Special alcohol and drug treatment needed for women
Battling addiction is not easy for anyone. But for women — particularly mothers — there are even more obstacles on the road to recovery.
Although men are still more likely to use illicit drugs, women are not too far behind. The National Survey on Drug Use and Health estimates about 6.9 percent of women over age 12 are involved in drug use, and 5.9 percent of pregnant women are, too.
That translates into millions of women who need help. But as with men, there are limited treatment options, and even fewer that provide the special assistance that troubled women often need.
During a symposium on women and addiction last week at Marshall University, experts pointed out that women can face unique barriers including child care issues, abusive relationships and little or no support system .
Prestera has 50 beds dedicated to women's treatment services, including 18 cottages for women with children in Huntington. Prestera's program has been very successful, but it often has a long waiting list.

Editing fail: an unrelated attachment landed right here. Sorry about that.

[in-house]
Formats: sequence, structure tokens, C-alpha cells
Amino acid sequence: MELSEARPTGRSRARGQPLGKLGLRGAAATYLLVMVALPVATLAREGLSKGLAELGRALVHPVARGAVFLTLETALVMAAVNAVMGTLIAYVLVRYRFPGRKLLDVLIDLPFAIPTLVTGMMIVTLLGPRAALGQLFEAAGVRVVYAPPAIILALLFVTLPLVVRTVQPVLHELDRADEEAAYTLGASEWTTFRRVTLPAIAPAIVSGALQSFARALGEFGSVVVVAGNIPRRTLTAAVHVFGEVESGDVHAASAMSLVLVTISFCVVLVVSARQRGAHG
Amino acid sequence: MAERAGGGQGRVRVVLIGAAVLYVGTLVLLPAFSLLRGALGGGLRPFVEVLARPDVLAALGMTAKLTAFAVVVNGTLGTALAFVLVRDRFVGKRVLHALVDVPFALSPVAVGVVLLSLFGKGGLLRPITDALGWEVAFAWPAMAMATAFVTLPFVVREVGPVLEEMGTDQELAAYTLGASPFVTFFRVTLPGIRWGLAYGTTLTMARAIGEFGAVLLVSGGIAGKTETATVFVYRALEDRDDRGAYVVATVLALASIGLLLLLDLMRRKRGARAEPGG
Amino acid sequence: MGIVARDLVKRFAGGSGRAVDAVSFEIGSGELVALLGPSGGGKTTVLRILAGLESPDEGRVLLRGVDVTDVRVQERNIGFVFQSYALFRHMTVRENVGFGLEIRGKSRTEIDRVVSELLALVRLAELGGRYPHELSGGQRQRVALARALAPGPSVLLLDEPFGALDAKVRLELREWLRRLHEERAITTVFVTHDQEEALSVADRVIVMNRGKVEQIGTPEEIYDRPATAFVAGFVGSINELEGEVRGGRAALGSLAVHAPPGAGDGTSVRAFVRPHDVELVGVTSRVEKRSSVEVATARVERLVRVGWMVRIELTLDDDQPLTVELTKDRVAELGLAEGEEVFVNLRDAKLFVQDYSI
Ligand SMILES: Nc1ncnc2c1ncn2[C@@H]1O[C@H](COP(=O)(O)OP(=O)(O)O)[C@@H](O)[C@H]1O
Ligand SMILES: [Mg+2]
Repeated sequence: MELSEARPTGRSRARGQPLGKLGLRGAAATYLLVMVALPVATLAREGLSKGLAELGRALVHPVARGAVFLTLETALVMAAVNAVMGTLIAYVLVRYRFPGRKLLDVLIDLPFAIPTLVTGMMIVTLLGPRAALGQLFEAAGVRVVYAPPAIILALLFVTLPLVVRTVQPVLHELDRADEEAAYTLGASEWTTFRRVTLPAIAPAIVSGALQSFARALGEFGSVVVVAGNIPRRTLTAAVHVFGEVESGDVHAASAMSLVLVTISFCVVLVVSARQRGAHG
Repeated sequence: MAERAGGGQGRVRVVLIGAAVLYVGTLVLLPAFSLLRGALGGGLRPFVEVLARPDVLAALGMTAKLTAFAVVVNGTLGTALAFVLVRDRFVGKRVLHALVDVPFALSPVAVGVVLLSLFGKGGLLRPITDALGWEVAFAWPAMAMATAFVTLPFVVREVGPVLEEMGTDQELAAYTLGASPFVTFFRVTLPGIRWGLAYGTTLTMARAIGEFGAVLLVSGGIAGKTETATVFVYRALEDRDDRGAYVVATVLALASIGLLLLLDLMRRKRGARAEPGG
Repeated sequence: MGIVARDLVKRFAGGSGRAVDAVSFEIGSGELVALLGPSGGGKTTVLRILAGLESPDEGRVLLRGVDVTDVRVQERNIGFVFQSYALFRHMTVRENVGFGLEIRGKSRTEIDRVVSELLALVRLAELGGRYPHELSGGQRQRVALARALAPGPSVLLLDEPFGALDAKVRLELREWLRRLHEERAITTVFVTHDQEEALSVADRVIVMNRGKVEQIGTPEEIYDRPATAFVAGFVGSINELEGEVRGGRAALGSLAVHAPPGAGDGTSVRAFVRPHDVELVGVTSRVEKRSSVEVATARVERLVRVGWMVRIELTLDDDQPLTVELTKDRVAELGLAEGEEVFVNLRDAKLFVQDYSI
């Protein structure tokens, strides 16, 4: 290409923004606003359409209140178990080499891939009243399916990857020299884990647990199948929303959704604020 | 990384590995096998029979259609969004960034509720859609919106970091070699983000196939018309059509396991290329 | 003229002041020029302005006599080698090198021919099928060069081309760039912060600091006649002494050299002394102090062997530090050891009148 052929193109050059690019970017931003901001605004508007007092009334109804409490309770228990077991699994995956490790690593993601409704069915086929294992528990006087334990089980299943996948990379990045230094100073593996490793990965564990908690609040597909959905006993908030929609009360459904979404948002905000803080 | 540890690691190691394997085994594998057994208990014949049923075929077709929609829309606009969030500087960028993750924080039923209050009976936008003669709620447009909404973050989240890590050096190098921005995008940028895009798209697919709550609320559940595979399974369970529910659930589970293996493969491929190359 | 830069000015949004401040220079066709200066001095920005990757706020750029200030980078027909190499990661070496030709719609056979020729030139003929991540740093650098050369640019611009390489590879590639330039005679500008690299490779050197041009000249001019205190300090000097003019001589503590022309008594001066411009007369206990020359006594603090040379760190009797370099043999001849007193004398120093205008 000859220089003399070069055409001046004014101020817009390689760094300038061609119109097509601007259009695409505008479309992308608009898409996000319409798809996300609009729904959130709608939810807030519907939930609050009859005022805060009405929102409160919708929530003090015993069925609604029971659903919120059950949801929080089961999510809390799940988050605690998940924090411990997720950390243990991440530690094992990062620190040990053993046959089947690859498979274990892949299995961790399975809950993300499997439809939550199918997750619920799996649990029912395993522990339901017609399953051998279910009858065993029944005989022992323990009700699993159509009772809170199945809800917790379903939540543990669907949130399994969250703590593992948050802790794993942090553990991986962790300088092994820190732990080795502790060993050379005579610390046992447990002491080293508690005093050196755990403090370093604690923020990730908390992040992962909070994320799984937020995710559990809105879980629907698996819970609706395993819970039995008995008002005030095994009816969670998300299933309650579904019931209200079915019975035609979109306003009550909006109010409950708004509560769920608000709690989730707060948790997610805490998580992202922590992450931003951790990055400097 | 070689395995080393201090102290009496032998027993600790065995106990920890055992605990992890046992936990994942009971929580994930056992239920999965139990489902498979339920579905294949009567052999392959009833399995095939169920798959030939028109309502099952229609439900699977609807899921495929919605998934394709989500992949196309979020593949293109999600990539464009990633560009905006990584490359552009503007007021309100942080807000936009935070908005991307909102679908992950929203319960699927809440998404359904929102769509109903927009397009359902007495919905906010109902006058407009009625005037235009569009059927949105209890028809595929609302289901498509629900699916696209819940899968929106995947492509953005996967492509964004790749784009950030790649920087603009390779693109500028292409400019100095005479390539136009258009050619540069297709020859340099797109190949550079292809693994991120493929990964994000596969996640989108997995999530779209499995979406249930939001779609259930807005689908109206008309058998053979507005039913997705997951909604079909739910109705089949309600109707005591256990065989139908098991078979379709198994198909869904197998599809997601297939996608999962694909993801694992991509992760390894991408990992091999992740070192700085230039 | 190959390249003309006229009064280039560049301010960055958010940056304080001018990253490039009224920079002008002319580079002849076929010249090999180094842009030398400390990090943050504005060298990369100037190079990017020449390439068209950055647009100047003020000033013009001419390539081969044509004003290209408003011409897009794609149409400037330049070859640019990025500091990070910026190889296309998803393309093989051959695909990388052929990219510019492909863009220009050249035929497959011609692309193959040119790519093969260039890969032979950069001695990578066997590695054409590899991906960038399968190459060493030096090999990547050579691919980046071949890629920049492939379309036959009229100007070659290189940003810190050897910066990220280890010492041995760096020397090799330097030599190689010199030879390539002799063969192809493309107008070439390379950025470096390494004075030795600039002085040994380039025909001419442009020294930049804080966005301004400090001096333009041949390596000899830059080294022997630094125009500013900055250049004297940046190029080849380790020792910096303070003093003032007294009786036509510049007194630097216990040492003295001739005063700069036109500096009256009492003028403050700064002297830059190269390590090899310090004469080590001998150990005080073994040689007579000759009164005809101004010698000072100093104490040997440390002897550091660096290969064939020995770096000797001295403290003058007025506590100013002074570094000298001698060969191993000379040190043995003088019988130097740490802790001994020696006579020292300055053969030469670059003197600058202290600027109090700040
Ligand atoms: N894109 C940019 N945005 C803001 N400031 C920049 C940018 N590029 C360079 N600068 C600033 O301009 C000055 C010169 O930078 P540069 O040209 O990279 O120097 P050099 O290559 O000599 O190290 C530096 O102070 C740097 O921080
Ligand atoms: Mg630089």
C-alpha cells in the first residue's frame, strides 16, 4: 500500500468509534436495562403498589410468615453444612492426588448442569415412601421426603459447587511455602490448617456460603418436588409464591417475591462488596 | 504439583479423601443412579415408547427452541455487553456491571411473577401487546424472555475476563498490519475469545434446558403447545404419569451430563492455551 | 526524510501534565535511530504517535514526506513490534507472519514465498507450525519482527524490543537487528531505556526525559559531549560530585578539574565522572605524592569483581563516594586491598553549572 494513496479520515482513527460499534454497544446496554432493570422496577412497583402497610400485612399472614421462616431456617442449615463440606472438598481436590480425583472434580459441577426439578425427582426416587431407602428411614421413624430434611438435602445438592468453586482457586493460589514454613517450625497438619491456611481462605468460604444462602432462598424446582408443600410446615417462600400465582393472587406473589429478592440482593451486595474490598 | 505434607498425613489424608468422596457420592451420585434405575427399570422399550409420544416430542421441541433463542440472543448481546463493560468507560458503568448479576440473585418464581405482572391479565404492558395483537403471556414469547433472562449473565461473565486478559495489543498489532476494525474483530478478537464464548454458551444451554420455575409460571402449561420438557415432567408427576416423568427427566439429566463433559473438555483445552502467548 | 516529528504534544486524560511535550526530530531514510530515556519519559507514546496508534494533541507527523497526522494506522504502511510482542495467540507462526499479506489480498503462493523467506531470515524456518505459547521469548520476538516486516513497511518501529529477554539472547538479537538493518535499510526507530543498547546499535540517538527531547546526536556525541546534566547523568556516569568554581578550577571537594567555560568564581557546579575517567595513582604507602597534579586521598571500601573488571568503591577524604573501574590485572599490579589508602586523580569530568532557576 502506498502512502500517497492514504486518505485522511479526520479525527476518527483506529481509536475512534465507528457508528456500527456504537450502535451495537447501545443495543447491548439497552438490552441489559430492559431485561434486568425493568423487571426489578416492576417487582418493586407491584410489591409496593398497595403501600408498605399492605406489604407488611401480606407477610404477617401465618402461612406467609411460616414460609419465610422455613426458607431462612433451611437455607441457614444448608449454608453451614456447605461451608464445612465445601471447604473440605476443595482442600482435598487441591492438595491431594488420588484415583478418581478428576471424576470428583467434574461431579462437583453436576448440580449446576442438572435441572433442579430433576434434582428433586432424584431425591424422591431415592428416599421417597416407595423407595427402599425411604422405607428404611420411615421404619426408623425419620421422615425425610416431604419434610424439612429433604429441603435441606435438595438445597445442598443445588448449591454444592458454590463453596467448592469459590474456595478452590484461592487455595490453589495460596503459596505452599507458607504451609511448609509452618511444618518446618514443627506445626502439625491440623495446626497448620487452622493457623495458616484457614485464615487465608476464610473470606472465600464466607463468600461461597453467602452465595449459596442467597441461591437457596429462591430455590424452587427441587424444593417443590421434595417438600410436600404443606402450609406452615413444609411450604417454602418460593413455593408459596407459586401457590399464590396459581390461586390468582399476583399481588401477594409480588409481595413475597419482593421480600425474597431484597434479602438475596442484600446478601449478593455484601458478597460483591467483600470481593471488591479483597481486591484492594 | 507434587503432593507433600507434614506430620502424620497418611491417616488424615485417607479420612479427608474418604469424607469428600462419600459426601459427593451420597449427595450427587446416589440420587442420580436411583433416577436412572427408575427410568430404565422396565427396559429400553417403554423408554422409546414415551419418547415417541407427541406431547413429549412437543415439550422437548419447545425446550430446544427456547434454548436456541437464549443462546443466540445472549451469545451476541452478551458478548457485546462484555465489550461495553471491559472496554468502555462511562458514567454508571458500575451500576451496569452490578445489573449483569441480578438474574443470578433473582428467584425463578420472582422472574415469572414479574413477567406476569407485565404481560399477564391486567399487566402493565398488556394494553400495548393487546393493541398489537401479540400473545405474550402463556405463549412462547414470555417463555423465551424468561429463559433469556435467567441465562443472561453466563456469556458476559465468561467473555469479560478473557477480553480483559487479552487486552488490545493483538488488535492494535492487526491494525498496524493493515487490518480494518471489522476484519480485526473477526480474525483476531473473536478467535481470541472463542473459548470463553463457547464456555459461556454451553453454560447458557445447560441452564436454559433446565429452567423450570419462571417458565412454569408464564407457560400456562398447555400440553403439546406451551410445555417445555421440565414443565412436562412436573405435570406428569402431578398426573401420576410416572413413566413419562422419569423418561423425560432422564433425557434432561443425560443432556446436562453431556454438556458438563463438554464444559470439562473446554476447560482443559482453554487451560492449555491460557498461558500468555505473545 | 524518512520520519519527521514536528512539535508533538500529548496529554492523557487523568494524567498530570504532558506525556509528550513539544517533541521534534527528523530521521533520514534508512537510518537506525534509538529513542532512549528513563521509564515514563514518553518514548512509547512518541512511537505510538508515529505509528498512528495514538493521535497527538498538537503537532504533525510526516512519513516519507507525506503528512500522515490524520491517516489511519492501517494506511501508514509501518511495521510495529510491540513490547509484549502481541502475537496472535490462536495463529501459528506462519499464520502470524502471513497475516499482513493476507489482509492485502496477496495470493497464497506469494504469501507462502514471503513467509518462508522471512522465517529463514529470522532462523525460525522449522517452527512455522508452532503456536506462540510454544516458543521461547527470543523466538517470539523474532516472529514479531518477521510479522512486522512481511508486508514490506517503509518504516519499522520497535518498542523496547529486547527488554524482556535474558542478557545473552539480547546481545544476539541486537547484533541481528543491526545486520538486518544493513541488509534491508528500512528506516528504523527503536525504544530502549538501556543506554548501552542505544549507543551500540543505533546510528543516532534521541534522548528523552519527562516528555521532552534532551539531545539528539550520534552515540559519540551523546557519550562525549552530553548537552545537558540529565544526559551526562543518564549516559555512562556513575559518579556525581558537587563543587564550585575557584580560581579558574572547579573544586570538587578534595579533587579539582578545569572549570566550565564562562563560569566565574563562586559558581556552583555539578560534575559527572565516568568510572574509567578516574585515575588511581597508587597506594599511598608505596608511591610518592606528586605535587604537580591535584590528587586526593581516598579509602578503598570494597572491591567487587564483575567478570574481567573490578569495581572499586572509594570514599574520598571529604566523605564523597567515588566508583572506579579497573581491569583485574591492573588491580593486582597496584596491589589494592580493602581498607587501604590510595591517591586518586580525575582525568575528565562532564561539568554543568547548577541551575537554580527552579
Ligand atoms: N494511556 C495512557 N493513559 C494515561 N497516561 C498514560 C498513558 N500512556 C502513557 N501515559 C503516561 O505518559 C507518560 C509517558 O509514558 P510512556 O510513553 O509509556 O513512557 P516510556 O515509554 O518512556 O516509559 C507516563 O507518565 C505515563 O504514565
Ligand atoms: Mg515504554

While it might seem that mothers with addictions should be seeking help because of their children, too often it works just the other way. The top reason women do not seek help is because they fear exposing their addiction could mean their children will be taken away, MU clinical psychologist Dr. Penny Koontz told the symposium audience.
“They have no confidence that they will be assisted and not be punished,” she said.
One of the goals of the new HER Place group is to provide what organizers call an integrated program that would provide rehabilitation services for women and a convenient, safe environment for their children. As with The Healing Place program for men, the HER Place effort would use peer recovery coaches — women who have been through treatment themselves and trained to share that experience and motivation .
Organizers are temporarily based in the Barnett Center off Hal Greer Boulevard as they seek grants and financial support to establish a permanent home in Douglass Centre on 10th Avenue.
We applaud their effort and hope the community can provide the support needed to get that project off the ground. For more information about the program and how you can help, call Margaret at HerPlaceHuntington@gmail.com or call 304-522-2460.
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